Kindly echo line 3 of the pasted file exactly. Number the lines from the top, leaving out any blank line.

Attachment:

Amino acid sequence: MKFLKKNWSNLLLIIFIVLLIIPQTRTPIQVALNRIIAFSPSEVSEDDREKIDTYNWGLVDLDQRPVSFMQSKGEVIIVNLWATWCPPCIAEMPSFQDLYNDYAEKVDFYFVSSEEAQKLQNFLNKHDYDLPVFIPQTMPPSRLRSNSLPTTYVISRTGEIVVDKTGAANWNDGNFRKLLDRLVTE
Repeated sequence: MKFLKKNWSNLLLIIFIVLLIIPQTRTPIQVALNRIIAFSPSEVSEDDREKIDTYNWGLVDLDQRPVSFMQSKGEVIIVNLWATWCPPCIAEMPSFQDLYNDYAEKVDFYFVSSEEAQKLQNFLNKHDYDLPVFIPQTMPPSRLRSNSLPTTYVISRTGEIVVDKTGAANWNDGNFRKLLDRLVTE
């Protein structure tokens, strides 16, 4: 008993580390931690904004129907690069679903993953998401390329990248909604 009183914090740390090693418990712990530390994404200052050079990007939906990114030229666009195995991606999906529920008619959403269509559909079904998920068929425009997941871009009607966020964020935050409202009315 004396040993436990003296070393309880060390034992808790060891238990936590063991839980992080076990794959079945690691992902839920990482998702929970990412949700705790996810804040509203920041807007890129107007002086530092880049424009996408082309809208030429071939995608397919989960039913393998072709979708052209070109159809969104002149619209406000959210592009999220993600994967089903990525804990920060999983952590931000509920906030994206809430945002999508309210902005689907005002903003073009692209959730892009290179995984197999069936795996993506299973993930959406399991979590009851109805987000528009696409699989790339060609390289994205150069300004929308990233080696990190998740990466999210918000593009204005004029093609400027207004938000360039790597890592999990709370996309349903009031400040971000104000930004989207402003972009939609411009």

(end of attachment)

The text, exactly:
């Protein structure tokens, strides 16, 4: 008993580390931690904004129907690069679903993953998401390329990248909604 009183914090740390090693418990712990530390994404200052050079990007939906990114030229666009195995991606999906529920008619959403269509559909079904998920068929425009997941871009009607966020964020935050409202009315 004396040993436990003296070393309880060390034992808790060891238990936590063991839980992080076990794959079945690691992902839920990482998702929970990412949700705790996810804040509203920041807007890129107007002086530092880049424009996408082309809208030429071939995608397919989960039913393998072709979708052209070109159809969104002149619209406000959210592009999220993600994967089903990525804990920060999983952590931000509920906030994206809430945002999508309210902005689907005002903003073009692209959730892009290179995984197999069936795996993506299973993930959406399991979590009851109805987000528009696409699989790339060609390289994205150069300004929308990233080696990190998740990466999210918000593009204005004029093609400027207004938000360039790597890592999990709370996309349903009031400040971000104000930004989207402003972009939609411009």